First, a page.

A Tribute to Israel Kamakawiwo’ole ‘IZ’
Israel “Iz” (May 20, 1959 – June 26, 1997) was a Hawaiian musician. He became famous outside Hawaii when his album Facing Future was released in 1993. His medley of “Somewhere Over the Rainbow” and “What a Wonderful World” was subsequently featured in several films, television programs, and commercials.Through his consummate ukulele playing and incorporation of other genres (such as jazz and reggae), Kamakawiwoʻole remains one of the major influences in Hawaiian music over the last 15 years. Kamakawiwo’ole was born at Kuakini Hospital in Honolulu to Henry Kaleialoha Naniwa Kamakawiwoʻole, Jr., and Evangeline Leinani Kamakawiwo’ole. He was raised in the community of Kaimuki, where his parents had met and married. He began playing music with his older brother Skippy at the age of 11, being exposed to the music of Hawaiian entertainers of the time such as Peter Moon, Palani Vaughn, and Don Ho, who frequented the establishment where Kamakawiwo’ole’s parents worked. In his early teens, he studied at Upward Bound (UB) of the University of Hawaii at Hilo and his family moved to
Makaha, Hawai’i. There he met Louis “Moon” Kauakahi, Sam Gray, and Jerome Koko. Together with his brother Skippy they formed the Makaha Sons of Niʻihau. From 1976 throughout the 1980s, the Hawaiian contemporary band gained in popularity as they toured Hawaiʻi and the continental United States and released fifteen successful albums. In 1982, Kamakawiwoʻole’s brother Skippy Kamakawiwoʻole died of a heart attack. In that same year, Kamakawiwoʻole married his childhood sweetheart Marlene. Soon after, they had a daughter whom they named Ceslieanne “Wehi”. Kamakawiwoʻole formed the musical group Makaha Sons of Niʻihau with brother Skippy plus Louis “Moon” Kauakahi, Sam Gray and Jerome Koko. They recorded No Kristo in 1976 and released four more albums, including Kahea O Keale, Keala, Makaha Sons Of Niʻihau and Mahalo Ke Akua, before Skippy died of a heart attack in 1982. The group became Hawaii’s most popular traditional group with breakout albums like 1984’s Puana Hou Me Ke Aloha and its follow-up, 1986’s Hoʻola. Kamakawiwoʻole’s last recorded album with the group was 1991’s Hoʻoluana. It remains the group’s top-selling CD. In 1990, Kamakawiwoʻole released his first solo album Kaʻanoʻi, which won awards for Contemporary Album of the Year and Male Vocalist of the Year from the Hawaiʻi Academy of Recording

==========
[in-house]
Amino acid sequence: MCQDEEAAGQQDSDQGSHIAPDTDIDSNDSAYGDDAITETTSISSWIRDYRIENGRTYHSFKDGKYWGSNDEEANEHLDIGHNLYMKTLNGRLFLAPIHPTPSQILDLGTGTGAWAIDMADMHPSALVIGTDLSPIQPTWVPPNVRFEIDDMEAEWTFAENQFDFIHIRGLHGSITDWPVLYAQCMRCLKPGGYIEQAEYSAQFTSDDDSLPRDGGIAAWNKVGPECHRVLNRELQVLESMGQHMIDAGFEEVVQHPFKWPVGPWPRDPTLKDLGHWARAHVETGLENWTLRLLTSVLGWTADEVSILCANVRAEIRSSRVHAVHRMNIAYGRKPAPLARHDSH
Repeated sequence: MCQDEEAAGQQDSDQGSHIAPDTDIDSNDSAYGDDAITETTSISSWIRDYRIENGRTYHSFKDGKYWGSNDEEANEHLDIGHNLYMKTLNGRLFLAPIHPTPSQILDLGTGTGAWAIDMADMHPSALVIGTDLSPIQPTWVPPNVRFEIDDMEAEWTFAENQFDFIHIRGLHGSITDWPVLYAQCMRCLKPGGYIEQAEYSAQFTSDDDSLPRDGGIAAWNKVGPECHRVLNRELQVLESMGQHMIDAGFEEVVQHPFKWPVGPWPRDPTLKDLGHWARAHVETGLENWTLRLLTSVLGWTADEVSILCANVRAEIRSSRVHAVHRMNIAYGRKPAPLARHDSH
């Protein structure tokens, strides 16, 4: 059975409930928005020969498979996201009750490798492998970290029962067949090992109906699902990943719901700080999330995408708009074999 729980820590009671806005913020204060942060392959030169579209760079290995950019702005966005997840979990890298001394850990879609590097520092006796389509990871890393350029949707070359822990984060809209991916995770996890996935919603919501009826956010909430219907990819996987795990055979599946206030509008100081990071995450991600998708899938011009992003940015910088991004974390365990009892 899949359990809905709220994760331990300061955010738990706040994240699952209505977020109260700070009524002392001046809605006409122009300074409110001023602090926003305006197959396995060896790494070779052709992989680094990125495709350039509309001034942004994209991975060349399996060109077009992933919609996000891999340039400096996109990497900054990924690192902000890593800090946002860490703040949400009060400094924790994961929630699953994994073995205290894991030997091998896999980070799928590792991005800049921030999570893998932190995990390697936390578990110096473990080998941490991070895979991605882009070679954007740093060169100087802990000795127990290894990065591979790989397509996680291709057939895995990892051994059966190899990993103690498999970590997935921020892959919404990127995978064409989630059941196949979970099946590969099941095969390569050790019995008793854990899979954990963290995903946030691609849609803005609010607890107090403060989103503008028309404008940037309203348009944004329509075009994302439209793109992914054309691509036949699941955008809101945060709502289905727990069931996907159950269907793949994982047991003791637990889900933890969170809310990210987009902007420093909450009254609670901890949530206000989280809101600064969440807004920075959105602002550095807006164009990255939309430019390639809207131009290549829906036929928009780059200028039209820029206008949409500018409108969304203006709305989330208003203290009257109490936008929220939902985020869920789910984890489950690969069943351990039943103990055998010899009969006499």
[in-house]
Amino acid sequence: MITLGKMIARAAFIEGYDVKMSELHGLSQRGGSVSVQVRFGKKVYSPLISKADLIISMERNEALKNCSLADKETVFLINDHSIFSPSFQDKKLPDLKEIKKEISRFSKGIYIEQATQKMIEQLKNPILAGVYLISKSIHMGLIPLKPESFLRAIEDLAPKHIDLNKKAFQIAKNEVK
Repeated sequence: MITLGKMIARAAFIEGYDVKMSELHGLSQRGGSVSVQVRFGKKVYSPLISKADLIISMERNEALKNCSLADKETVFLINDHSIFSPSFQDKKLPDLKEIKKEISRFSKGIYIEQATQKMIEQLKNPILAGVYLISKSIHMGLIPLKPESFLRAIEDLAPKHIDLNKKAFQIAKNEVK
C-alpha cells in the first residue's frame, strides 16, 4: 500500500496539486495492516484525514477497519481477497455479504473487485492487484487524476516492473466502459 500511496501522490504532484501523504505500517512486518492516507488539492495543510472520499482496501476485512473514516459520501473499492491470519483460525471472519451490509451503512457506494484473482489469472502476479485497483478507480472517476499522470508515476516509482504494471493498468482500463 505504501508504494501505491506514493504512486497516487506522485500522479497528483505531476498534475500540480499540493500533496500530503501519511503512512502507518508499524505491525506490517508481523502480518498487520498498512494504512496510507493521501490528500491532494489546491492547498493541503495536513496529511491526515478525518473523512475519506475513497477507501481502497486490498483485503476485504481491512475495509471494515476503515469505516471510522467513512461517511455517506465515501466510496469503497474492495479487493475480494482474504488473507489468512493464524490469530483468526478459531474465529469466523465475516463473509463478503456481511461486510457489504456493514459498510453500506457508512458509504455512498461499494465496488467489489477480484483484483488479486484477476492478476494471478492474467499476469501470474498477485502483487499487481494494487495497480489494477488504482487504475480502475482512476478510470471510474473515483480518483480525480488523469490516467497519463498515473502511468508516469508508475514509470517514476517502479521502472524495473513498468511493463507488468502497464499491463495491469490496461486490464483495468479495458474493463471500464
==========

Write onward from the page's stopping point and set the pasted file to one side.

Arts (HARA). Facing Future was released in 1993 by The Mountain Apple Company. It featured his most popular song, the medley “Somewhere Over the Rainbow/What a Wonderful World”, along with “Hawaiʻi 78”, “White Sandy Beach of Hawaiʻi”, “Maui Hawaiian Sup’pa Man”, and “Kaulana Kawaihae”. Facing Future debuted at 25 on Billboard Magazine’s Top Pop Catalogue chart. On October 26, 2005, “Facing Future” became Hawaii’s first certified platinum album, selling more than a million CDs in the United States, according to figures furnished by the Recording Industry Association of America. On July 21, 2006, BBC Radio 1 announced that “Somewhere Over the Rainbow/What a Wonderful World(True Dreams)” would be released as a single in America. In 1994, Kamakawiwoole was voted favorite entertainer of the year by the Hawai Academy of Recording Arts (HARA).E Ala E (1995) featured the political title song “E Ala E” and “Kaleohano”, and N Dis Life (1996) featured “In This Life” and “Starting All Over Again”.Kamakawiwoʻole was known for promoting Hawaiian rights and Hawaiian independence, both through his lyrics, which often stated the case for independence directly, and his life. In 1997, Kamakawiwoʻole was again honored by HARA at the Annual Nā Hōkū Hanohano awards for Male Vocalist of the Year, Favorite Entertainer of the
Year, Album of the Year, and Island Contemporary Album of the Year. He watched the awards ceremony from a hospital room. Throughout the later part of his life, Kamakawiwoʻole suffered from severe obesity and at one point carried 770 pounds (350 kg) (55 stone) on his 6-foot 2-inch (1.88 m) frame. He endured several hospitalizations and died of weight-related respiratory illness on June 26, 1997, at 12:18 a.m. at the age of 38. He is survived by his wife Marlene Kamakawiwo’ole and his daughter Ceslieanne “Wehi”.The Hawaiʻi State Flag flew at half-staff on July 10, 1997, the day of Kamakawiwoʻole’s funeral. His koa wood coffin lay in state at the Capitol building in Honolulu. He was the third person in Hawaiian history to be accorded this honor and the only non-politician. Approximately ten thousand people attended his funeral. Thousands of fans gathered as his ashes were scattered into the Pacific Ocean at Mākua Beach on July 12, 1997.On September 20, 2003, hundreds paid tribute to Kamakawiwoʻole as a 200-pound bronze bust of the revered singer was unveiled at the Waianae Neighborhood Community Center on Oʻahu. The singer’s widow, Marlene Kamakawiwoʻole, and sculptor Jan-Michelle Sawyer were present for the dedication ceremony. GoodNews International Edition
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